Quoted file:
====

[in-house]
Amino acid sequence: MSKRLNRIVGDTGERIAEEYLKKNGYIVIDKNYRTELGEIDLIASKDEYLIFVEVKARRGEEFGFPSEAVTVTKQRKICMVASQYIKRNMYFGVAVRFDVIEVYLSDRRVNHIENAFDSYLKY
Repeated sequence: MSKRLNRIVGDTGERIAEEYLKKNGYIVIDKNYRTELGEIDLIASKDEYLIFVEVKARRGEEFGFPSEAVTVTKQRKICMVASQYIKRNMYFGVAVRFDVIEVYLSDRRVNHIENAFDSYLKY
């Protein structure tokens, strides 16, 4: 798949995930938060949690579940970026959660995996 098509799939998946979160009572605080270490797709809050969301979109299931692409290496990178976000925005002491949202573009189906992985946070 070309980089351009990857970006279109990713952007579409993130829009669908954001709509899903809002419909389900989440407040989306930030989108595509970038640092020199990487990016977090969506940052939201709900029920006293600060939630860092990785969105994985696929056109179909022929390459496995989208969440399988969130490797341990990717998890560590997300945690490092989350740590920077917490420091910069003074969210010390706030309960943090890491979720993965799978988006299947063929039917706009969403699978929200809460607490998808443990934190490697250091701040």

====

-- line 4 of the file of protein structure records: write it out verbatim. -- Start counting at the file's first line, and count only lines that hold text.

């Protein structure tokens, strides 16, 4: 798949995930938060949690579940970026959660995996 098509799939998946979160009572605080270490797709809050969301979109299931692409290496990178976000925005002491949202573009189906992985946070 070309980089351009990857970006279109990713952007579409993130829009669908954001709509899903809002419909389900989440407040989306930030989108595509970038640092020199990487990016977090969506940052939201709900029920006293600060939630860092990785969105994985696929056109179909022929390459496995989208969440399988969130490797341990990717998890560590997300945690490092989350740590920077917490420091910069003074969210010390706030309960943090890491979720993965799978988006299947063929039917706009969403699978929200809460607490998808443990934190490697250091701040």